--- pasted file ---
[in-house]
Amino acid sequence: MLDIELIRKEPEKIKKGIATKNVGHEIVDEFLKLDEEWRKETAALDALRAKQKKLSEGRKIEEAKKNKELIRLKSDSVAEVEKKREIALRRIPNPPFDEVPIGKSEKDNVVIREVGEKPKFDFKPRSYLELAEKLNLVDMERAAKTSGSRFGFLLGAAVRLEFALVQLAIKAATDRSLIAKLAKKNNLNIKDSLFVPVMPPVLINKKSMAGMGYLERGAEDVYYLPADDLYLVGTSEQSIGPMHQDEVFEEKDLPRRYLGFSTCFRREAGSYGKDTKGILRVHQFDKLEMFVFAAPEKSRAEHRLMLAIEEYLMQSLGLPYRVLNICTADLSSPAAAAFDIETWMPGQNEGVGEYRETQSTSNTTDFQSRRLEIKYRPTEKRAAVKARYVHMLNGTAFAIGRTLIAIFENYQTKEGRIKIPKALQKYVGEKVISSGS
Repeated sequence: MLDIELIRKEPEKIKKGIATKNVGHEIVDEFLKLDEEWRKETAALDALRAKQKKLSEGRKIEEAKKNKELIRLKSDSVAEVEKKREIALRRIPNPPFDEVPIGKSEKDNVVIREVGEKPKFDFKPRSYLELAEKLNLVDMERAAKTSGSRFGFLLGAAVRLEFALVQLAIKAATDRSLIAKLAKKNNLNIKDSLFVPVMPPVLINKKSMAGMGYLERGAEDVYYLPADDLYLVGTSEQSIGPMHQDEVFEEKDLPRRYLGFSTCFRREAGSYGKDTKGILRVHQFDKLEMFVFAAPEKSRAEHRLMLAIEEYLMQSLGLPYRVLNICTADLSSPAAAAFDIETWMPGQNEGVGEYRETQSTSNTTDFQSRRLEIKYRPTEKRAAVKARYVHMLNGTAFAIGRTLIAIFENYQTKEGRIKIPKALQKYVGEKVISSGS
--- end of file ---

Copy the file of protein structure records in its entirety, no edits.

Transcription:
[in-house]
Amino acid sequence: MLDIELIRKEPEKIKKGIATKNVGHEIVDEFLKLDEEWRKETAALDALRAKQKKLSEGRKIEEAKKNKELIRLKSDSVAEVEKKREIALRRIPNPPFDEVPIGKSEKDNVVIREVGEKPKFDFKPRSYLELAEKLNLVDMERAAKTSGSRFGFLLGAAVRLEFALVQLAIKAATDRSLIAKLAKKNNLNIKDSLFVPVMPPVLINKKSMAGMGYLERGAEDVYYLPADDLYLVGTSEQSIGPMHQDEVFEEKDLPRRYLGFSTCFRREAGSYGKDTKGILRVHQFDKLEMFVFAAPEKSRAEHRLMLAIEEYLMQSLGLPYRVLNICTADLSSPAAAAFDIETWMPGQNEGVGEYRETQSTSNTTDFQSRRLEIKYRPTEKRAAVKARYVHMLNGTAFAIGRTLIAIFENYQTKEGRIKIPKALQKYVGEKVISSGS
Repeated sequence: MLDIELIRKEPEKIKKGIATKNVGHEIVDEFLKLDEEWRKETAALDALRAKQKKLSEGRKIEEAKKNKELIRLKSDSVAEVEKKREIALRRIPNPPFDEVPIGKSEKDNVVIREVGEKPKFDFKPRSYLELAEKLNLVDMERAAKTSGSRFGFLLGAAVRLEFALVQLAIKAATDRSLIAKLAKKNNLNIKDSLFVPVMPPVLINKKSMAGMGYLERGAEDVYYLPADDLYLVGTSEQSIGPMHQDEVFEEKDLPRRYLGFSTCFRREAGSYGKDTKGILRVHQFDKLEMFVFAAPEKSRAEHRLMLAIEEYLMQSLGLPYRVLNICTADLSSPAAAAFDIETWMPGQNEGVGEYRETQSTSNTTDFQSRRLEIKYRPTEKRAAVKARYVHMLNGTAFAIGRTLIAIFENYQTKEGRIKIPKALQKYVGEKVISSGS